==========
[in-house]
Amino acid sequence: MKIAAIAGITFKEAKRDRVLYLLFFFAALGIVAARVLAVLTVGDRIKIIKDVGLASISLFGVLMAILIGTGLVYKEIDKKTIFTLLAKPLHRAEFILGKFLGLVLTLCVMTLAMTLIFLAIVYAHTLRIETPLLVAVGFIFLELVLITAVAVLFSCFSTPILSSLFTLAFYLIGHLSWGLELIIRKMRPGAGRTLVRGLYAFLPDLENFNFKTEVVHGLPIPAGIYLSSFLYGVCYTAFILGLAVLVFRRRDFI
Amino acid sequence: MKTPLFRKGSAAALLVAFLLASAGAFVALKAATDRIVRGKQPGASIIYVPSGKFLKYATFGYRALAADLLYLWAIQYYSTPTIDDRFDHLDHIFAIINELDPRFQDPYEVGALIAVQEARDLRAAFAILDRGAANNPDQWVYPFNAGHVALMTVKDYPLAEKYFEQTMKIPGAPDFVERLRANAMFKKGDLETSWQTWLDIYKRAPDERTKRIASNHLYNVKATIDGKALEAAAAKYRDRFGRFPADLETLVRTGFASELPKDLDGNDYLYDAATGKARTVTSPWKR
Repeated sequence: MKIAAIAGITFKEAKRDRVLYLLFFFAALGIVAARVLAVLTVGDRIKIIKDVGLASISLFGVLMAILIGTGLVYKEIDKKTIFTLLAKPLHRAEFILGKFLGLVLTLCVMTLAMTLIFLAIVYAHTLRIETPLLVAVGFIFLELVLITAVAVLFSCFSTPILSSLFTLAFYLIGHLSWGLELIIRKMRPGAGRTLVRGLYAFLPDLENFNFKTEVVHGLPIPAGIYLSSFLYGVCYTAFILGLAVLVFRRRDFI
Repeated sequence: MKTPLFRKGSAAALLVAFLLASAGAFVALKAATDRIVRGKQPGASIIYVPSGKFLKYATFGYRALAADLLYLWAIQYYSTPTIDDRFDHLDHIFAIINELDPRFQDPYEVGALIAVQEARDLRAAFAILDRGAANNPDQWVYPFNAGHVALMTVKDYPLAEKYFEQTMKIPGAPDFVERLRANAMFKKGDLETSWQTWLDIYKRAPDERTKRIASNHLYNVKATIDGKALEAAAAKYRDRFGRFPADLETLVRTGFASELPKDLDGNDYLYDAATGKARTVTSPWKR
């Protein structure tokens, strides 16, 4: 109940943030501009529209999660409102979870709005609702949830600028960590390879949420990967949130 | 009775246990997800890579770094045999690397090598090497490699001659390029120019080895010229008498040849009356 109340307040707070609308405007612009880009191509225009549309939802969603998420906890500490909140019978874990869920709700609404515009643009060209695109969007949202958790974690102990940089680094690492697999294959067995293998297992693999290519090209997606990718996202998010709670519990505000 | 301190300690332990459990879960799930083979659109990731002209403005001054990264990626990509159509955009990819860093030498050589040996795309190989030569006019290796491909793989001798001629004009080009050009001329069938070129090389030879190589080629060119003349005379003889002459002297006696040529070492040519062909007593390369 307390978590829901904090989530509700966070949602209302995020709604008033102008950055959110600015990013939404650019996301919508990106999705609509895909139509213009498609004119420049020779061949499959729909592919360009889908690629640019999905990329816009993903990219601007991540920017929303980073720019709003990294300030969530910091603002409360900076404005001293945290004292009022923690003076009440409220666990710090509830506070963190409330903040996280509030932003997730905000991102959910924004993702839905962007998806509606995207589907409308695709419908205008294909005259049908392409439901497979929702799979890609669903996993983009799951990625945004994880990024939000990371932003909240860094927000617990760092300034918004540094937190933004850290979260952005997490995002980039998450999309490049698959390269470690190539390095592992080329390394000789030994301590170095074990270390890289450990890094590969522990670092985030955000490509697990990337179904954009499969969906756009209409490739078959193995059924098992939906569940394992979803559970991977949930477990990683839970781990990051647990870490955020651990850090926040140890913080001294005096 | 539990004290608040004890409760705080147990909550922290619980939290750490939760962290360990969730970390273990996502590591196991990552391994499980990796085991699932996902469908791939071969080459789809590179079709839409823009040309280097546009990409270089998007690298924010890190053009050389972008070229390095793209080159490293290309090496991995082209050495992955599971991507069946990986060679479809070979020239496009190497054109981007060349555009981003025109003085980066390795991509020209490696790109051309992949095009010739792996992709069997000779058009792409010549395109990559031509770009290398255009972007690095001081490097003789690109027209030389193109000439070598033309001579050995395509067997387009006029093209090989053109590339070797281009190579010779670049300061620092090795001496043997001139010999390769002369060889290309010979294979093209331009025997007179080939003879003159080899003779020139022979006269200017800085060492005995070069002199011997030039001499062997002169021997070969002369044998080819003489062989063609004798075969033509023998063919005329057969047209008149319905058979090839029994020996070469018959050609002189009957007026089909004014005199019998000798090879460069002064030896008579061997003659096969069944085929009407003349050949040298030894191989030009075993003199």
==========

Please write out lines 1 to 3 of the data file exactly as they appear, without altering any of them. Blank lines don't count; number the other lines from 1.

[in-house]
Amino acid sequence: MKIAAIAGITFKEAKRDRVLYLLFFFAALGIVAARVLAVLTVGDRIKIIKDVGLASISLFGVLMAILIGTGLVYKEIDKKTIFTLLAKPLHRAEFILGKFLGLVLTLCVMTLAMTLIFLAIVYAHTLRIETPLLVAVGFIFLELVLITAVAVLFSCFSTPILSSLFTLAFYLIGHLSWGLELIIRKMRPGAGRTLVRGLYAFLPDLENFNFKTEVVHGLPIPAGIYLSSFLYGVCYTAFILGLAVLVFRRRDFI
Amino acid sequence: MKTPLFRKGSAAALLVAFLLASAGAFVALKAATDRIVRGKQPGASIIYVPSGKFLKYATFGYRALAADLLYLWAIQYYSTPTIDDRFDHLDHIFAIINELDPRFQDPYEVGALIAVQEARDLRAAFAILDRGAANNPDQWVYPFNAGHVALMTVKDYPLAEKYFEQTMKIPGAPDFVERLRANAMFKKGDLETSWQTWLDIYKRAPDERTKRIASNHLYNVKATIDGKALEAAAAKYRDRFGRFPADLETLVRTGFASELPKDLDGNDYLYDAATGKARTVTSPWKR